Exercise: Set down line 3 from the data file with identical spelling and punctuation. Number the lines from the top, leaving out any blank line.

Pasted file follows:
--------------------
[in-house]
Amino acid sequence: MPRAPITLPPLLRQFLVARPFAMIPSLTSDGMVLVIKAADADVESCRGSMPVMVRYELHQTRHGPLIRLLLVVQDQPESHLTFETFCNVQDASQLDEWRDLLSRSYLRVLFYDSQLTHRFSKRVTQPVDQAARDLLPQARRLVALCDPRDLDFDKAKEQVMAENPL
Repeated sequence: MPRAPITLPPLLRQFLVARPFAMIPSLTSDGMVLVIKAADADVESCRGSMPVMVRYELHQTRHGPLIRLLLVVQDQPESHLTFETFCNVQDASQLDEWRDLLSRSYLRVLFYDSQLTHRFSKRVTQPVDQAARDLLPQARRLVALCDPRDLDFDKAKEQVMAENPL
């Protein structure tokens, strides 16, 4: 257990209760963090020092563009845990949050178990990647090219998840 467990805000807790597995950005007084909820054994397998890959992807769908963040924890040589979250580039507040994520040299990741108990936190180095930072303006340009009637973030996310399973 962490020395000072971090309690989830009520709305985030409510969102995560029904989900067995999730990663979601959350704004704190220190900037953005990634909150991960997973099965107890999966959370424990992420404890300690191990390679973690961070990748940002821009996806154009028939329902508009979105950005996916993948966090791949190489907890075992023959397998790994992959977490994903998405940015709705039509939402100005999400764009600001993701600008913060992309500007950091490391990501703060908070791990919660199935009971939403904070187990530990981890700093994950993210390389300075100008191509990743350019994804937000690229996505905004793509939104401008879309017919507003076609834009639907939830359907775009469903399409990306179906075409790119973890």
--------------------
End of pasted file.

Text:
Repeated sequence: MPRAPITLPPLLRQFLVARPFAMIPSLTSDGMVLVIKAADADVESCRGSMPVMVRYELHQTRHGPLIRLLLVVQDQPESHLTFETFCNVQDASQLDEWRDLLSRSYLRVLFYDSQLTHRFSKRVTQPVDQAARDLLPQARRLVALCDPRDLDFDKAKEQVMAENPL